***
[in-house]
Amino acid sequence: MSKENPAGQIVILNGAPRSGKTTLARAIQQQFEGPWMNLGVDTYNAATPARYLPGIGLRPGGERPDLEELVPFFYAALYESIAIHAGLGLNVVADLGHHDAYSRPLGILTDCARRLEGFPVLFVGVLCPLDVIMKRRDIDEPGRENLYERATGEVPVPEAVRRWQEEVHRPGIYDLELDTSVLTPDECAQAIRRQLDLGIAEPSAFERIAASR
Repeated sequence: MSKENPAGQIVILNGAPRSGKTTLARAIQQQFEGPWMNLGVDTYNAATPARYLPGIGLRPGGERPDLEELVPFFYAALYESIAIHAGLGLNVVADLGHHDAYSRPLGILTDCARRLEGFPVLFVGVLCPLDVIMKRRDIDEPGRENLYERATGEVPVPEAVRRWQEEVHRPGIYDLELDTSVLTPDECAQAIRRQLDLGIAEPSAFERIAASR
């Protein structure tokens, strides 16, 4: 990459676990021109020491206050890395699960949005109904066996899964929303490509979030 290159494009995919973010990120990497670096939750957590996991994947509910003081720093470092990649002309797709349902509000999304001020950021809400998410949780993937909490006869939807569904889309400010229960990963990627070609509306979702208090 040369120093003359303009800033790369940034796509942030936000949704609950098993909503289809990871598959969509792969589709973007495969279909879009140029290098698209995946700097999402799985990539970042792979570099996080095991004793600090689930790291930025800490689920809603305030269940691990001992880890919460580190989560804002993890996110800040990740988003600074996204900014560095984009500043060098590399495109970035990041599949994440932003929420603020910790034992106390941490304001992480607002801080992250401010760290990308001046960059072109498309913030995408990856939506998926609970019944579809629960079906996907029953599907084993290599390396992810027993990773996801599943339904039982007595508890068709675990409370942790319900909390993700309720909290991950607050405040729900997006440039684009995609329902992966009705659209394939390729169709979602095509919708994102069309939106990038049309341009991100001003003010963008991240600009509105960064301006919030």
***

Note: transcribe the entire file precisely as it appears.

[in-house]
Amino acid sequence: MSKENPAGQIVILNGAPRSGKTTLARAIQQQFEGPWMNLGVDTYNAATPARYLPGIGLRPGGERPDLEELVPFFYAALYESIAIHAGLGLNVVADLGHHDAYSRPLGILTDCARRLEGFPVLFVGVLCPLDVIMKRRDIDEPGRENLYERATGEVPVPEAVRRWQEEVHRPGIYDLELDTSVLTPDECAQAIRRQLDLGIAEPSAFERIAASR
Repeated sequence: MSKENPAGQIVILNGAPRSGKTTLARAIQQQFEGPWMNLGVDTYNAATPARYLPGIGLRPGGERPDLEELVPFFYAALYESIAIHAGLGLNVVADLGHHDAYSRPLGILTDCARRLEGFPVLFVGVLCPLDVIMKRRDIDEPGRENLYERATGEVPVPEAVRRWQEEVHRPGIYDLELDTSVLTPDECAQAIRRQLDLGIAEPSAFERIAASR
């Protein structure tokens, strides 16, 4: 990459676990021109020491206050890395699960949005109904066996899964929303490509979030 290159494009995919973010990120990497670096939750957590996991994947509910003081720093470092990649002309797709349902509000999304001020950021809400998410949780993937909490006869939807569904889309400010229960990963990627070609509306979702208090 040369120093003359303009800033790369940034796509942030936000949704609950098993909503289809990871598959969509792969589709973007495969279909879009140029290098698209995946700097999402799985990539970042792979570099996080095991004793600090689930790291930025800490689920809603305030269940691990001992880890919460580190989560804002993890996110800040990740988003600074996204900014560095984009500043060098590399495109970035990041599949994440932003929420603020910790034992106390941490304001992480607002801080992250401010760290990308001046960059072109498309913030995408990856939506998926609970019944579809629960079906996907029953599907084993290599390396992810027993990773996801599943339904039982007595508890068709675990409370942790319900909390993700309720909290991950607050405040729900997006440039684009995609329902992966009705659209394939390729169709979602095509919708994102069309939106990038049309341009991100001003003010963008991240600009509105960064301006919030």